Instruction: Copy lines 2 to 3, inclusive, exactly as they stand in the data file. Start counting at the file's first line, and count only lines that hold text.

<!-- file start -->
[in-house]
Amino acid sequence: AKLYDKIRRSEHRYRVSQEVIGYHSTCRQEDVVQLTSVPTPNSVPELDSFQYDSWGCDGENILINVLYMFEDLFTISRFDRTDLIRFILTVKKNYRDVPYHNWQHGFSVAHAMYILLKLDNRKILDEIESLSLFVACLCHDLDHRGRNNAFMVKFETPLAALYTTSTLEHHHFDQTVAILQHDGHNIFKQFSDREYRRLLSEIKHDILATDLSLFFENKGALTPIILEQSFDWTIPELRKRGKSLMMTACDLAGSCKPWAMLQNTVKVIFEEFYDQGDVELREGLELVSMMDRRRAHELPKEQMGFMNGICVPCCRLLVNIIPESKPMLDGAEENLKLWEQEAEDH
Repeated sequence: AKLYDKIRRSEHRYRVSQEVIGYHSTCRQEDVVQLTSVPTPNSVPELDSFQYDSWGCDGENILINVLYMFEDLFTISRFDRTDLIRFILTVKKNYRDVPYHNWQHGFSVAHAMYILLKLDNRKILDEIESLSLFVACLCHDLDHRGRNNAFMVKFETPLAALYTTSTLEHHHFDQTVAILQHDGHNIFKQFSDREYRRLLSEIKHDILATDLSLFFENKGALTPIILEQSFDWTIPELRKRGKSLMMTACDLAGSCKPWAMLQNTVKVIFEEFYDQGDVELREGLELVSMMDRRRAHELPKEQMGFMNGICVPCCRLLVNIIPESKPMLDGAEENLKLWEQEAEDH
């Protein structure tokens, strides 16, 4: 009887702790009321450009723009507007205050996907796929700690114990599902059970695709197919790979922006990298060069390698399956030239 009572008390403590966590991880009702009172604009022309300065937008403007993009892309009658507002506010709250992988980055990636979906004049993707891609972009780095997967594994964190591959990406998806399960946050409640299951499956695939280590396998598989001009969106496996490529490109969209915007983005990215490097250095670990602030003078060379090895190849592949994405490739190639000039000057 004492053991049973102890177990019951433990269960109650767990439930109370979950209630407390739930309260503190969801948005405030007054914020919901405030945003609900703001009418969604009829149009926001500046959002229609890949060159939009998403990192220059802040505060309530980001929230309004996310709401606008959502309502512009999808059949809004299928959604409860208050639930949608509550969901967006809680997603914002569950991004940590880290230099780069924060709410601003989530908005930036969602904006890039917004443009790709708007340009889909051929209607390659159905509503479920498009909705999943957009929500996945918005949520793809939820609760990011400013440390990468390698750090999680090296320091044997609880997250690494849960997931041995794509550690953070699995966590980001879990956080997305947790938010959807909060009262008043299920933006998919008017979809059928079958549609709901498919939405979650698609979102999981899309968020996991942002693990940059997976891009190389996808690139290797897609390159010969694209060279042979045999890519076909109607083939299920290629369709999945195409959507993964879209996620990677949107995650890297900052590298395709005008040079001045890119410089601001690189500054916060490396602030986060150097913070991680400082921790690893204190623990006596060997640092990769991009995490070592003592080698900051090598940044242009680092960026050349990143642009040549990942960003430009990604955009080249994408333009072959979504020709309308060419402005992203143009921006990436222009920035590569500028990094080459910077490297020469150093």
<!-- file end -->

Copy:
Amino acid sequence: AKLYDKIRRSEHRYRVSQEVIGYHSTCRQEDVVQLTSVPTPNSVPELDSFQYDSWGCDGENILINVLYMFEDLFTISRFDRTDLIRFILTVKKNYRDVPYHNWQHGFSVAHAMYILLKLDNRKILDEIESLSLFVACLCHDLDHRGRNNAFMVKFETPLAALYTTSTLEHHHFDQTVAILQHDGHNIFKQFSDREYRRLLSEIKHDILATDLSLFFENKGALTPIILEQSFDWTIPELRKRGKSLMMTACDLAGSCKPWAMLQNTVKVIFEEFYDQGDVELREGLELVSMMDRRRAHELPKEQMGFMNGICVPCCRLLVNIIPESKPMLDGAEENLKLWEQEAEDH
Repeated sequence: AKLYDKIRRSEHRYRVSQEVIGYHSTCRQEDVVQLTSVPTPNSVPELDSFQYDSWGCDGENILINVLYMFEDLFTISRFDRTDLIRFILTVKKNYRDVPYHNWQHGFSVAHAMYILLKLDNRKILDEIESLSLFVACLCHDLDHRGRNNAFMVKFETPLAALYTTSTLEHHHFDQTVAILQHDGHNIFKQFSDREYRRLLSEIKHDILATDLSLFFENKGALTPIILEQSFDWTIPELRKRGKSLMMTACDLAGSCKPWAMLQNTVKVIFEEFYDQGDVELREGLELVSMMDRRRAHELPKEQMGFMNGICVPCCRLLVNIIPESKPMLDGAEENLKLWEQEAEDH